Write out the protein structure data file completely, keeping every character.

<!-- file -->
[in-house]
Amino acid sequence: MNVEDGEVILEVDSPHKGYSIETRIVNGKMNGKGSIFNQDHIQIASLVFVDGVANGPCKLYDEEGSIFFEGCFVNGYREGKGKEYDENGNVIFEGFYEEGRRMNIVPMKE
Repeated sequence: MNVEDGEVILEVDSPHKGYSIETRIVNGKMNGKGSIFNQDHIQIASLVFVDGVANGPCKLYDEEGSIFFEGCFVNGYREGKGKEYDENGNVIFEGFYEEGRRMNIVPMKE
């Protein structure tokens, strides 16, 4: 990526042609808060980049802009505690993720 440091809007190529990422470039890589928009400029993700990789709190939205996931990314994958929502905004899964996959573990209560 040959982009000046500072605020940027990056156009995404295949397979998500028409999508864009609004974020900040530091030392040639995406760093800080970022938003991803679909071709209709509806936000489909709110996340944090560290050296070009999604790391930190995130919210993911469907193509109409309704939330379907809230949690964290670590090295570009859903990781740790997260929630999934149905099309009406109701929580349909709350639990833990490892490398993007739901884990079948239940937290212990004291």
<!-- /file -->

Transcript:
[in-house]
Amino acid sequence: MNVEDGEVILEVDSPHKGYSIETRIVNGKMNGKGSIFNQDHIQIASLVFVDGVANGPCKLYDEEGSIFFEGCFVNGYREGKGKEYDENGNVIFEGFYEEGRRMNIVPMKE
Repeated sequence: MNVEDGEVILEVDSPHKGYSIETRIVNGKMNGKGSIFNQDHIQIASLVFVDGVANGPCKLYDEEGSIFFEGCFVNGYREGKGKEYDENGNVIFEGFYEEGRRMNIVPMKE
């Protein structure tokens, strides 16, 4: 990526042609808060980049802009505690993720 440091809007190529990422470039890589928009400029993700990789709190939205996931990314994958929502905004899964996959573990209560 040959982009000046500072605020940027990056156009995404295949397979998500028409999508864009609004974020900040530091030392040639995406760093800080970022938003991803679909071709209709509806936000489909709110996340944090560290050296070009999604790391930190995130919210993911469907193509109409309704939330379907809230949690964290670590090295570009859903990781740790997260929630999934149905099309009406109701929580349909709350639990833990490892490398993007739901884990079948239940937290212990004291």